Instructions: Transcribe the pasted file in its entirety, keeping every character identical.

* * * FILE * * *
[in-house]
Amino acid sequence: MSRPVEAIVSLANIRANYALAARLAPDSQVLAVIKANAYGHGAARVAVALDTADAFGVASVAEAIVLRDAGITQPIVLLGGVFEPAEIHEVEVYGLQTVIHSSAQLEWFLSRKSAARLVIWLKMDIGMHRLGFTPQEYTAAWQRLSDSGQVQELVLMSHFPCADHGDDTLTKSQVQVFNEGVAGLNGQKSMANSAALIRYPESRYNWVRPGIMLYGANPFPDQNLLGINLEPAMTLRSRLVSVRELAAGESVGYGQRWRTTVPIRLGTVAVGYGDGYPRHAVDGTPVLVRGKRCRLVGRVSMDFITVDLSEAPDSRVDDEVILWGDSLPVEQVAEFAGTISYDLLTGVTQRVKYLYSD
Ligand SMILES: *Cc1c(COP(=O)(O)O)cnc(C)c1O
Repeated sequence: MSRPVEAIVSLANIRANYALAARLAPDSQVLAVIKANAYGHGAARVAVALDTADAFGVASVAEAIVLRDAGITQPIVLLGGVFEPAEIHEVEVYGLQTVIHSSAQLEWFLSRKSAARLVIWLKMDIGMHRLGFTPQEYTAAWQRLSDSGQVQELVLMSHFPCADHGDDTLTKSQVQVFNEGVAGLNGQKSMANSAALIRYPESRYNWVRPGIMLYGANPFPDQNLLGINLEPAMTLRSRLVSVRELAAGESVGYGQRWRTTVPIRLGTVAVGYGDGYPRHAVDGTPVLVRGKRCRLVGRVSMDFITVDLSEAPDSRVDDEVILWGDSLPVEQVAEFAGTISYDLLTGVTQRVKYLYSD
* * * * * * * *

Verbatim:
[in-house]
Amino acid sequence: MSRPVEAIVSLANIRANYALAARLAPDSQVLAVIKANAYGHGAARVAVALDTADAFGVASVAEAIVLRDAGITQPIVLLGGVFEPAEIHEVEVYGLQTVIHSSAQLEWFLSRKSAARLVIWLKMDIGMHRLGFTPQEYTAAWQRLSDSGQVQELVLMSHFPCADHGDDTLTKSQVQVFNEGVAGLNGQKSMANSAALIRYPESRYNWVRPGIMLYGANPFPDQNLLGINLEPAMTLRSRLVSVRELAAGESVGYGQRWRTTVPIRLGTVAVGYGDGYPRHAVDGTPVLVRGKRCRLVGRVSMDFITVDLSEAPDSRVDDEVILWGDSLPVEQVAEFAGTISYDLLTGVTQRVKYLYSD
Ligand SMILES: *Cc1c(COP(=O)(O)O)cnc(C)c1O
Repeated sequence: MSRPVEAIVSLANIRANYALAARLAPDSQVLAVIKANAYGHGAARVAVALDTADAFGVASVAEAIVLRDAGITQPIVLLGGVFEPAEIHEVEVYGLQTVIHSSAQLEWFLSRKSAARLVIWLKMDIGMHRLGFTPQEYTAAWQRLSDSGQVQELVLMSHFPCADHGDDTLTKSQVQVFNEGVAGLNGQKSMANSAALIRYPESRYNWVRPGIMLYGANPFPDQNLLGINLEPAMTLRSRLVSVRELAAGESVGYGQRWRTTVPIRLGTVAVGYGDGYPRHAVDGTPVLVRGKRCRLVGRVSMDFITVDLSEAPDSRVDDEVILWGDSLPVEQVAEFAGTISYDLLTGVTQRVKYLYSD